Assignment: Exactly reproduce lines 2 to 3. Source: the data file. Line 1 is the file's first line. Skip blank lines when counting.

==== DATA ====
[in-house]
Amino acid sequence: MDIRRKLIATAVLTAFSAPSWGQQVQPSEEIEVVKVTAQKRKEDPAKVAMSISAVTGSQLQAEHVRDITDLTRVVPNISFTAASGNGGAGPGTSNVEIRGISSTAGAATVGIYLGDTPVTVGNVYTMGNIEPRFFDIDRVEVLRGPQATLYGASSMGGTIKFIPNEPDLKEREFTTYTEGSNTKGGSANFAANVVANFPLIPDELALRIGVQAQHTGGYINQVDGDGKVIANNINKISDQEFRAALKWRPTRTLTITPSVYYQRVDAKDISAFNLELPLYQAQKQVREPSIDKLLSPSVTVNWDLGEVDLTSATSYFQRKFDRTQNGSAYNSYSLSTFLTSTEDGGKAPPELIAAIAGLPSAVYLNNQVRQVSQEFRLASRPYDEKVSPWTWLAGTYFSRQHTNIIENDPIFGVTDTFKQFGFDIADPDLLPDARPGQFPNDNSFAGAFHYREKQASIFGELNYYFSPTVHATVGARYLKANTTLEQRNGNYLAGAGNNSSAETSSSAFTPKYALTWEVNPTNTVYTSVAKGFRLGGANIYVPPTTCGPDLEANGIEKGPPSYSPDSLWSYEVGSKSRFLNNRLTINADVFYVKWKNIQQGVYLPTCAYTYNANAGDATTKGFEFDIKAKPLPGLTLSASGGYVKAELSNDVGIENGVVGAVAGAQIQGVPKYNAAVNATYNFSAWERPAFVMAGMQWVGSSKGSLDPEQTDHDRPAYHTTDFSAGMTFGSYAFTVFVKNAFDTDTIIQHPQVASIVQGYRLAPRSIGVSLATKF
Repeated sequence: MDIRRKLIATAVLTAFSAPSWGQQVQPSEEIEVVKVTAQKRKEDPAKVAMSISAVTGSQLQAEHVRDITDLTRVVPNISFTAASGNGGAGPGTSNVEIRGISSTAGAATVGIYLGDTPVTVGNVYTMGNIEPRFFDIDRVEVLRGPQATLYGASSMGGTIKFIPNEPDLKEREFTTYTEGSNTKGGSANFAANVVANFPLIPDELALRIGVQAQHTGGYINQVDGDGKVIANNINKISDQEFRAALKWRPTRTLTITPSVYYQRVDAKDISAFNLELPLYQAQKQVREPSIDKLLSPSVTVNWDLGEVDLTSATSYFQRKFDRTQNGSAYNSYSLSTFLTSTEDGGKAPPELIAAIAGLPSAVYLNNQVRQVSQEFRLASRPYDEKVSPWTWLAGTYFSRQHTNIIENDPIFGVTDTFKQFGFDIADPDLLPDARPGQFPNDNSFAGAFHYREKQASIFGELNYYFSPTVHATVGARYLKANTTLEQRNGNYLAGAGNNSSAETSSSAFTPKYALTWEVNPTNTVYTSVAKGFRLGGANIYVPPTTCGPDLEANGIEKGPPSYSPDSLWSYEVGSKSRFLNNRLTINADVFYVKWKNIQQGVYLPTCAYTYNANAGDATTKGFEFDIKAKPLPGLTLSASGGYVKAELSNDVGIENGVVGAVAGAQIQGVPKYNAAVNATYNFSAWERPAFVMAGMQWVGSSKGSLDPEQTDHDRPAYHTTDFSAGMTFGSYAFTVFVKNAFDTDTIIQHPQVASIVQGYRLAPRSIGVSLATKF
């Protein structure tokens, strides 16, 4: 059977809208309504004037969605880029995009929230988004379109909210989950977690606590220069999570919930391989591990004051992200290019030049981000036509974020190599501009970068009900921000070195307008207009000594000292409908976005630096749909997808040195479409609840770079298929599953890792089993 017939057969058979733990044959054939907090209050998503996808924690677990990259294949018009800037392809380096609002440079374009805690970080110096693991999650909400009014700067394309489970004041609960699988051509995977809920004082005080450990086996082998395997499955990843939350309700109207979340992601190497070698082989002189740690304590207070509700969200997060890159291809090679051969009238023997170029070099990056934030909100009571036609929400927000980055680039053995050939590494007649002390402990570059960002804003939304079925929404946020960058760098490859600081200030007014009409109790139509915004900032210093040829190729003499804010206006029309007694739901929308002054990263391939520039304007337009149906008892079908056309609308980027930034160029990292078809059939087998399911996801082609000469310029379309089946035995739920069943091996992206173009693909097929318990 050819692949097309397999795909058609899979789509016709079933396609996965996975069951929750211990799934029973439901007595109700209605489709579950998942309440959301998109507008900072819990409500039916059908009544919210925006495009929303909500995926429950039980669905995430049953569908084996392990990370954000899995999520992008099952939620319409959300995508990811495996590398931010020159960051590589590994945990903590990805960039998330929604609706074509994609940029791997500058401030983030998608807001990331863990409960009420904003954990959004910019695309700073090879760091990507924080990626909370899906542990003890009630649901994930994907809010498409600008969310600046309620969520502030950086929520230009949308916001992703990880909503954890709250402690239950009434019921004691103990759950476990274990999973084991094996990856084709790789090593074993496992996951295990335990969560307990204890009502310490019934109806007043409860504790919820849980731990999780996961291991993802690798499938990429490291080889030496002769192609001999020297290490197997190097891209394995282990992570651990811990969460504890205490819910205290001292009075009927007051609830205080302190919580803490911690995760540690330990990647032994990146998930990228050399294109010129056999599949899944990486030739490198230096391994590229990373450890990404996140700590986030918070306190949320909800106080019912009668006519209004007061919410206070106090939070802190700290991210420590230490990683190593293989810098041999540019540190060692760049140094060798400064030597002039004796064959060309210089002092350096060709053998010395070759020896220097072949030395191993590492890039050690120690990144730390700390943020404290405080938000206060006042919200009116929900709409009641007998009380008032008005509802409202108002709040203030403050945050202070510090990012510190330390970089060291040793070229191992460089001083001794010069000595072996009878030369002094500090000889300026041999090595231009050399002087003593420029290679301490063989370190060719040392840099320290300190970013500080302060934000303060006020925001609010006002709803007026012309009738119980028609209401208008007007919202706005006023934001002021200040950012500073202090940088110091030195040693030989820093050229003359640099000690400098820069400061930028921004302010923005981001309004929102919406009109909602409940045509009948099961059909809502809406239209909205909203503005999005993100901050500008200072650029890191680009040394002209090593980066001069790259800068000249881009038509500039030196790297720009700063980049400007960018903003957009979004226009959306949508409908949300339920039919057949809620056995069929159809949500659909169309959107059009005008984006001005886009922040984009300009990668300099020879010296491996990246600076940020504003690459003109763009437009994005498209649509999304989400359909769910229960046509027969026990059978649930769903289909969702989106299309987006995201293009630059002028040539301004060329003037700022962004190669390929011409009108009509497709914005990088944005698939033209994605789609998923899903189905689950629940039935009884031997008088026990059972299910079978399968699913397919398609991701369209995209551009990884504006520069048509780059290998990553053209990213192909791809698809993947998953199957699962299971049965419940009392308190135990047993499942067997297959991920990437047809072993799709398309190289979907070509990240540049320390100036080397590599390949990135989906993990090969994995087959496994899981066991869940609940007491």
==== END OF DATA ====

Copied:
Amino acid sequence: MDIRRKLIATAVLTAFSAPSWGQQVQPSEEIEVVKVTAQKRKEDPAKVAMSISAVTGSQLQAEHVRDITDLTRVVPNISFTAASGNGGAGPGTSNVEIRGISSTAGAATVGIYLGDTPVTVGNVYTMGNIEPRFFDIDRVEVLRGPQATLYGASSMGGTIKFIPNEPDLKEREFTTYTEGSNTKGGSANFAANVVANFPLIPDELALRIGVQAQHTGGYINQVDGDGKVIANNINKISDQEFRAALKWRPTRTLTITPSVYYQRVDAKDISAFNLELPLYQAQKQVREPSIDKLLSPSVTVNWDLGEVDLTSATSYFQRKFDRTQNGSAYNSYSLSTFLTSTEDGGKAPPELIAAIAGLPSAVYLNNQVRQVSQEFRLASRPYDEKVSPWTWLAGTYFSRQHTNIIENDPIFGVTDTFKQFGFDIADPDLLPDARPGQFPNDNSFAGAFHYREKQASIFGELNYYFSPTVHATVGARYLKANTTLEQRNGNYLAGAGNNSSAETSSSAFTPKYALTWEVNPTNTVYTSVAKGFRLGGANIYVPPTTCGPDLEANGIEKGPPSYSPDSLWSYEVGSKSRFLNNRLTINADVFYVKWKNIQQGVYLPTCAYTYNANAGDATTKGFEFDIKAKPLPGLTLSASGGYVKAELSNDVGIENGVVGAVAGAQIQGVPKYNAAVNATYNFSAWERPAFVMAGMQWVGSSKGSLDPEQTDHDRPAYHTTDFSAGMTFGSYAFTVFVKNAFDTDTIIQHPQVASIVQGYRLAPRSIGVSLATKF
Repeated sequence: MDIRRKLIATAVLTAFSAPSWGQQVQPSEEIEVVKVTAQKRKEDPAKVAMSISAVTGSQLQAEHVRDITDLTRVVPNISFTAASGNGGAGPGTSNVEIRGISSTAGAATVGIYLGDTPVTVGNVYTMGNIEPRFFDIDRVEVLRGPQATLYGASSMGGTIKFIPNEPDLKEREFTTYTEGSNTKGGSANFAANVVANFPLIPDELALRIGVQAQHTGGYINQVDGDGKVIANNINKISDQEFRAALKWRPTRTLTITPSVYYQRVDAKDISAFNLELPLYQAQKQVREPSIDKLLSPSVTVNWDLGEVDLTSATSYFQRKFDRTQNGSAYNSYSLSTFLTSTEDGGKAPPELIAAIAGLPSAVYLNNQVRQVSQEFRLASRPYDEKVSPWTWLAGTYFSRQHTNIIENDPIFGVTDTFKQFGFDIADPDLLPDARPGQFPNDNSFAGAFHYREKQASIFGELNYYFSPTVHATVGARYLKANTTLEQRNGNYLAGAGNNSSAETSSSAFTPKYALTWEVNPTNTVYTSVAKGFRLGGANIYVPPTTCGPDLEANGIEKGPPSYSPDSLWSYEVGSKSRFLNNRLTINADVFYVKWKNIQQGVYLPTCAYTYNANAGDATTKGFEFDIKAKPLPGLTLSASGGYVKAELSNDVGIENGVVGAVAGAQIQGVPKYNAAVNATYNFSAWERPAFVMAGMQWVGSSKGSLDPEQTDHDRPAYHTTDFSAGMTFGSYAFTVFVKNAFDTDTIIQHPQVASIVQGYRLAPRSIGVSLATKF